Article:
HSE Legionella Inspector highlights the need for “accurate knowledge of water systems”

by Philip Lonsdale, on 10-05-2018
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Royal United Hospitals Bath NHS Foundation Trust was recently fined a hefty £300,000 and ordered to pay an additional £37,451.78 in costs after pleading guilty to a breach of Health and Safety Law. An HSE Legionella Inspector speaking after the hearing said “RUH had measures in place to prevent and control the risk to its patients from exposure to legionella from its water systems, but these were ineffective due to the Trust not having accurate knowledge of the layout of those water systems.” 


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The HSE report suggests a lengthy delay occurred between construction of a new annex to the William Budd Ward in 2009 and subsequent updates to the Legionella control programme. It was not until the death of a cancer patient in 2015 that an investigation by the HSE discovered the water system in the annex was fed from a separate loop. This meant that the water system in the annex was not captured in the monitoring programme and water temperature failings were not detected. Although there was no epidemiological evidence [the strain of legionella found in the water system was not the same legionella that killed Mr Brooks] linking this death to the hospital. It has been reported that multiple water outlets in the ward where he was being cared for tested positive for Legionella bacteria during the subsequent investigation. The HSE Legionella Inspector concluded there was sufficient evidence to prosecute the Trust for exposing patients to risks from legionella bacteria in its water systems.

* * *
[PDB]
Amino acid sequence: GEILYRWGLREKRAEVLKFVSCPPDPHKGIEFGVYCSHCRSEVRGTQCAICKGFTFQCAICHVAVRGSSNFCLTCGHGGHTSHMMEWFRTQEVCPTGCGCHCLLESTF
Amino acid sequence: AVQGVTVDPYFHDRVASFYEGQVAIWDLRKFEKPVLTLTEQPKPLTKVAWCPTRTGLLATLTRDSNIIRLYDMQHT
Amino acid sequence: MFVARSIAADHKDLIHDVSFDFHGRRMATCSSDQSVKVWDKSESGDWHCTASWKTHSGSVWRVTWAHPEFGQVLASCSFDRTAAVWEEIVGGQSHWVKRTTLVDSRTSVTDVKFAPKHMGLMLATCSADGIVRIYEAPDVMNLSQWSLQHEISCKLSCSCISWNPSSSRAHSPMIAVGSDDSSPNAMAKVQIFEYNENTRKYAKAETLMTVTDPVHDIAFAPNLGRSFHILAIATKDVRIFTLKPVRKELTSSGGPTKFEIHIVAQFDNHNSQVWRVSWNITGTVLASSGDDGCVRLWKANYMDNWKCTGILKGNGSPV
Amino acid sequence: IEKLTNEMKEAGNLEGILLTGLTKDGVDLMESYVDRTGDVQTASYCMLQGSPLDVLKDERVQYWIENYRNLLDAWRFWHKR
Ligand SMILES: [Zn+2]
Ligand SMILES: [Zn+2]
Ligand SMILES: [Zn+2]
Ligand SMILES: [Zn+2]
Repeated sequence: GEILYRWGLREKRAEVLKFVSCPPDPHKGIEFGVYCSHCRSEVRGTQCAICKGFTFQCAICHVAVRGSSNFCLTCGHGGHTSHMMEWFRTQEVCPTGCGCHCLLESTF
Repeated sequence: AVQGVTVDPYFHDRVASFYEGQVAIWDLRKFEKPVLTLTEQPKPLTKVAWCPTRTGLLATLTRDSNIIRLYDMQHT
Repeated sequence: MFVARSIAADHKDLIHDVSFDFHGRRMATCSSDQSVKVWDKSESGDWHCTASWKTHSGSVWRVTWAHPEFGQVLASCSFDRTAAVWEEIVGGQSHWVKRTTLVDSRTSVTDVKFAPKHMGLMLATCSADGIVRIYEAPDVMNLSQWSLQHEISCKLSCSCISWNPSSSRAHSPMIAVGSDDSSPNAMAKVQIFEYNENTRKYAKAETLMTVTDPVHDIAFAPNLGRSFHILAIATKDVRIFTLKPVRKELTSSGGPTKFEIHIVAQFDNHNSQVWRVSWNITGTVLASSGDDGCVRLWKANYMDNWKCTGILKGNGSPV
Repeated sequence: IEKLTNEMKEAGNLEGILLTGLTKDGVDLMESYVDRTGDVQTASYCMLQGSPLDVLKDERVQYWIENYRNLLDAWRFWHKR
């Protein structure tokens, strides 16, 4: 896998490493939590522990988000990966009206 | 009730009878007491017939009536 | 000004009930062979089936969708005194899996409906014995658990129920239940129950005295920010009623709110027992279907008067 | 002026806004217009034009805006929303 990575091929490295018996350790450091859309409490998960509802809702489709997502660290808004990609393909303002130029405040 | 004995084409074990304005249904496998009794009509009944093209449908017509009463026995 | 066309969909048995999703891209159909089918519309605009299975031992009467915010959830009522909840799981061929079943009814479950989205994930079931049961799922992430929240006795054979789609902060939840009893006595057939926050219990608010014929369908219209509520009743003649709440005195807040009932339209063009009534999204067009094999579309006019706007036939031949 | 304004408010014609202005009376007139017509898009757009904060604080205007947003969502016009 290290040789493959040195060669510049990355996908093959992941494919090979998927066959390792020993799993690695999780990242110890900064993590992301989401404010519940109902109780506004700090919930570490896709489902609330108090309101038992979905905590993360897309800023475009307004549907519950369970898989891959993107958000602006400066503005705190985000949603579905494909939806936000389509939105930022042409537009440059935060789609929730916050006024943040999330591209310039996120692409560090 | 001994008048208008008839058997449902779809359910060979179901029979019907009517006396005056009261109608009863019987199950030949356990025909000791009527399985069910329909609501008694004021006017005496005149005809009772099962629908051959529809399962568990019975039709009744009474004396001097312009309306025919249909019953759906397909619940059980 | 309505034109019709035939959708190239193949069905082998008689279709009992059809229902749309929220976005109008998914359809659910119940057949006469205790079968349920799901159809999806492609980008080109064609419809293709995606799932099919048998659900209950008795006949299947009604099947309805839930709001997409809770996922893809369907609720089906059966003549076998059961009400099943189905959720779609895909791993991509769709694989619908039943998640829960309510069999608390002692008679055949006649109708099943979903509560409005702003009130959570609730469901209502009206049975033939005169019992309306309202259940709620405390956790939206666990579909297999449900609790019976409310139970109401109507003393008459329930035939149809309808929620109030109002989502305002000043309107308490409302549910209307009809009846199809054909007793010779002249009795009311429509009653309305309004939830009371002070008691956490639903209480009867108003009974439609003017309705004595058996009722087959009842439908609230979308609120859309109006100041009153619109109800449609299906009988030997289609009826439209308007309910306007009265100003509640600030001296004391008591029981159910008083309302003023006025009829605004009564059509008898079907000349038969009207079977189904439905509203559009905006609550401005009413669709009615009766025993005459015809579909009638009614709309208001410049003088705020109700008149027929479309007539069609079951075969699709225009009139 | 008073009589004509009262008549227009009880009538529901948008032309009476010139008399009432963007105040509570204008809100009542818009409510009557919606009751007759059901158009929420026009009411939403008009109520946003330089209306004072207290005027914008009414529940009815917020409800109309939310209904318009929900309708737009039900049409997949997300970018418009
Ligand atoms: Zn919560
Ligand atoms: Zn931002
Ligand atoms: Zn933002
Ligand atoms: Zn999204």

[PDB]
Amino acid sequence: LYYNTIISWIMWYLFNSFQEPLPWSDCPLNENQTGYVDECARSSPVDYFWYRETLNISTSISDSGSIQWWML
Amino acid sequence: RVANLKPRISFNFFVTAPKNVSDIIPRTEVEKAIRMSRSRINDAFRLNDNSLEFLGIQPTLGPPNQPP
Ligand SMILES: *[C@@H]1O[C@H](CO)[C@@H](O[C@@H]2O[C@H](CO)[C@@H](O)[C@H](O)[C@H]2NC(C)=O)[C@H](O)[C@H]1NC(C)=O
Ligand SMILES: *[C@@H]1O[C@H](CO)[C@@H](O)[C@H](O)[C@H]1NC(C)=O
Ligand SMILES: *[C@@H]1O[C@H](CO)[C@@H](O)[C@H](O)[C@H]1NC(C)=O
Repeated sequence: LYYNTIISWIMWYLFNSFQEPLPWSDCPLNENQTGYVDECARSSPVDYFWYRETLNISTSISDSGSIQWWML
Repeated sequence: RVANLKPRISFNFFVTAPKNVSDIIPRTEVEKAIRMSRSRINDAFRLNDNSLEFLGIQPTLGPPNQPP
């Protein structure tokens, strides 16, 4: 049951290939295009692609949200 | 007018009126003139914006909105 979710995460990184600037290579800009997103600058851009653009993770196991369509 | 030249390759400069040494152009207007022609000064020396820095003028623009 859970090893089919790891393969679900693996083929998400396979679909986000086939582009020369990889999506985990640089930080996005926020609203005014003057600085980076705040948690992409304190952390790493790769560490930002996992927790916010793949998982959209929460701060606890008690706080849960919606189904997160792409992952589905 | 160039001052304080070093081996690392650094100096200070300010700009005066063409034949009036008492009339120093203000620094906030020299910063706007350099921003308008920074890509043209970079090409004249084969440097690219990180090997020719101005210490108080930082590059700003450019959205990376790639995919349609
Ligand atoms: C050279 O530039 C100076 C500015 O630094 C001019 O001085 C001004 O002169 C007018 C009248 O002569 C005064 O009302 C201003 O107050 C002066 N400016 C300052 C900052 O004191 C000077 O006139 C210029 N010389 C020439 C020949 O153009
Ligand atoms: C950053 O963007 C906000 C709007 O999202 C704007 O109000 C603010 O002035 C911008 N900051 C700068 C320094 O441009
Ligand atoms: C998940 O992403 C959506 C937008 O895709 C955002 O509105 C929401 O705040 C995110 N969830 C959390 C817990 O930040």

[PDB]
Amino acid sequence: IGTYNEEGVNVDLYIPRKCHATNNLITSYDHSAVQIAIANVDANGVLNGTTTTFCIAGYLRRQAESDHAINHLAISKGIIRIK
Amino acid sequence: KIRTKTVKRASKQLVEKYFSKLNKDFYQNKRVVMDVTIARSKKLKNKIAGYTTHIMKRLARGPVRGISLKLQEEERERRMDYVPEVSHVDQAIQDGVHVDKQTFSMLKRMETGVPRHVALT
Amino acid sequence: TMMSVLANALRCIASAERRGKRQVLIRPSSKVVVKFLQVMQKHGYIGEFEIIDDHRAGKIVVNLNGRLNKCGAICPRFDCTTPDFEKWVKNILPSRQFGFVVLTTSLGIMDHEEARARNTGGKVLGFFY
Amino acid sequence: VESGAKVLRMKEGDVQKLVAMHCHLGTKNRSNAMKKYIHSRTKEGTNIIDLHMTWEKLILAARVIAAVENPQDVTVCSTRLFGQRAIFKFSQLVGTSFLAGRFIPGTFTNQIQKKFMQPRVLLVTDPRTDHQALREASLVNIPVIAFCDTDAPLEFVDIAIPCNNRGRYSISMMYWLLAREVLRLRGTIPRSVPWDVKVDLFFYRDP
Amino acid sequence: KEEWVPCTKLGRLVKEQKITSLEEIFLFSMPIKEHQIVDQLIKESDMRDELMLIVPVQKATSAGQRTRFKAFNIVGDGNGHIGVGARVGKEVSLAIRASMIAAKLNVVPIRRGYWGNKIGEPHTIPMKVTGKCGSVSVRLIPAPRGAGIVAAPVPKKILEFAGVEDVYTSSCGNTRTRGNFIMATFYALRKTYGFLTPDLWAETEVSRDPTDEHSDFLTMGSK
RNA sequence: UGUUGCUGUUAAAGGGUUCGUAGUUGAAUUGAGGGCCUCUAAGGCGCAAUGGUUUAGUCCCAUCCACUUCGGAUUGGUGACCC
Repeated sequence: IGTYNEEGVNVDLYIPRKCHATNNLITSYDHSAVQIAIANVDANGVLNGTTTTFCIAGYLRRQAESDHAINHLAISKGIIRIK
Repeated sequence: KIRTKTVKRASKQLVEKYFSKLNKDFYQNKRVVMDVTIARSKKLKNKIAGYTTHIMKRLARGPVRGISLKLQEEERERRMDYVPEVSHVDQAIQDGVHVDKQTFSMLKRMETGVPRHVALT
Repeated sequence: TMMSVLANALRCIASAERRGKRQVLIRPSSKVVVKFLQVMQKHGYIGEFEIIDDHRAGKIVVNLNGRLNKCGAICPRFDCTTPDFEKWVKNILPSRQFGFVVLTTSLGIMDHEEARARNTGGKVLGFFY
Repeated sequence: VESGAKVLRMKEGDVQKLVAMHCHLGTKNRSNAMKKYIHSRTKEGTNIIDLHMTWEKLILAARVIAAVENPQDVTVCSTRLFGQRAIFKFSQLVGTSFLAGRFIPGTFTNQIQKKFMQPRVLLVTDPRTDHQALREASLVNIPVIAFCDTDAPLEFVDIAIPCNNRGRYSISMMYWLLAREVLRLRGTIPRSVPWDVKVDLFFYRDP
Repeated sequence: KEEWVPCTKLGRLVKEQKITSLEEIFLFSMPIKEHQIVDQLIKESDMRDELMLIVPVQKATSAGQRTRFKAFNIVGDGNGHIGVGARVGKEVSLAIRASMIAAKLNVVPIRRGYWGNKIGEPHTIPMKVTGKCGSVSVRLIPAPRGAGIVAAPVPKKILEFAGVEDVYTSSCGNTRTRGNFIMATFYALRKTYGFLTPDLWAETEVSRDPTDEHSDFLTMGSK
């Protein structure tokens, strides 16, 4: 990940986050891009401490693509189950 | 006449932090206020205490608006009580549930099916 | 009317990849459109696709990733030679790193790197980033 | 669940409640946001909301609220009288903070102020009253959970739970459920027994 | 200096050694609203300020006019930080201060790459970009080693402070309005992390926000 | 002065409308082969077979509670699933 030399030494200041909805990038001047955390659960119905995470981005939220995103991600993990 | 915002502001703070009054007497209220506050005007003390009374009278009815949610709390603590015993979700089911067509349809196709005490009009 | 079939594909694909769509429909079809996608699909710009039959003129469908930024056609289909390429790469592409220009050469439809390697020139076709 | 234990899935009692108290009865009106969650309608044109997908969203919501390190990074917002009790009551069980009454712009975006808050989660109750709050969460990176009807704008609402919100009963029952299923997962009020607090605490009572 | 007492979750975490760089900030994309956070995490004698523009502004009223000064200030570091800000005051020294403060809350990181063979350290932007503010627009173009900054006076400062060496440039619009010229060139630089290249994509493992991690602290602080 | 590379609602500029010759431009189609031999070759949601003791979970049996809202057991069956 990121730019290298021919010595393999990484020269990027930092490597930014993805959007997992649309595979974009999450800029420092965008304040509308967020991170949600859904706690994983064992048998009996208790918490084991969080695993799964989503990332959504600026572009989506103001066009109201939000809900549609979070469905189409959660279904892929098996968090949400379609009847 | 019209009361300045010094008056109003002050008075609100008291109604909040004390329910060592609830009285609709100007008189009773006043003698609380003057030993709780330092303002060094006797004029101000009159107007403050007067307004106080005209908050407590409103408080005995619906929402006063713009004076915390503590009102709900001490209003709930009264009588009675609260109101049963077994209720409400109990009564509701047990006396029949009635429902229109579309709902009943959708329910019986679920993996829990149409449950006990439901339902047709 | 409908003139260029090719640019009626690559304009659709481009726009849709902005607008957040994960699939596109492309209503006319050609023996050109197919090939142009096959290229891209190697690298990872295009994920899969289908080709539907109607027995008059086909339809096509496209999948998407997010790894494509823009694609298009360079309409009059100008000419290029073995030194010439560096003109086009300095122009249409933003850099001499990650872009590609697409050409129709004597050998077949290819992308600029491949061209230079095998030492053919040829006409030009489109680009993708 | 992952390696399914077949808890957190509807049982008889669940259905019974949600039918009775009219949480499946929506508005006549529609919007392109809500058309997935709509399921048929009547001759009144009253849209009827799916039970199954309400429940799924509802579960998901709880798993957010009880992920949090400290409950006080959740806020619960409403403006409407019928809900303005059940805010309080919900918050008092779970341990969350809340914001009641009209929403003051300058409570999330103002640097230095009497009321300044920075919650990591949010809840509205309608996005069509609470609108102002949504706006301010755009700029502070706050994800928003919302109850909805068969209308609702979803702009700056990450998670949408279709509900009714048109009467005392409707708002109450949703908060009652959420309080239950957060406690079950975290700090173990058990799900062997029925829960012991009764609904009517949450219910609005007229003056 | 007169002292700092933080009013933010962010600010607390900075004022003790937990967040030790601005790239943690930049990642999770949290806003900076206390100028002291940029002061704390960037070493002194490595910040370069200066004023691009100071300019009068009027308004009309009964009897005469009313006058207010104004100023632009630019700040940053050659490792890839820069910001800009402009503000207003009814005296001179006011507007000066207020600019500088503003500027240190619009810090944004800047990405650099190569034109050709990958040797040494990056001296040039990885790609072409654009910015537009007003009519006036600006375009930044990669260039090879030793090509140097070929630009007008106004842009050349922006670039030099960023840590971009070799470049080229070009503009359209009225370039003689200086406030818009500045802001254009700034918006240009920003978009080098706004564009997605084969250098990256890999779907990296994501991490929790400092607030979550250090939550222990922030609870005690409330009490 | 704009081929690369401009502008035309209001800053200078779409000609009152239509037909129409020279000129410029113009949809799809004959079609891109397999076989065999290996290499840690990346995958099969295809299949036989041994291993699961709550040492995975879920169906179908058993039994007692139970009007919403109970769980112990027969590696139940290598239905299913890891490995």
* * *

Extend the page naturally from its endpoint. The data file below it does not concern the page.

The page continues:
Further Reading: What Legionella Risk Assessments Include, Mistakes to Avoid and Frequency >

 

This case reiterates the need for organisations to have:

  1. A Water Safety Group to review and approve ‘Projects’ i.e. ‘Projects’ [be it a new construction or a refurbishment] is a standing agenda item at their meetings.

  2. A robust process in place for reviewing the validity and accuracy of risk assessments, schematics and control measures [see our previous blogs].

  3. The subsequent risk assessment associated with a project will inform the written scheme of change i.e. additional monitoring because of the project. The defined written scheme should be promptly updated to account for such changes.

    Editors Note: The information provided in this blog is correct at date of original publication - May 2018. 

    © Water Hygiene Centre 2019

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About the author

Philip Lonsdale

Since starting work in the field of water hygiene in 1996, Phil has provided competent help services to multiple private and public sector and public services clients at all organisational levels. Phil has been an appointed AE [water] for the Water Hygiene Centre since 2016 and currently acts as AE for over 10 organisations.

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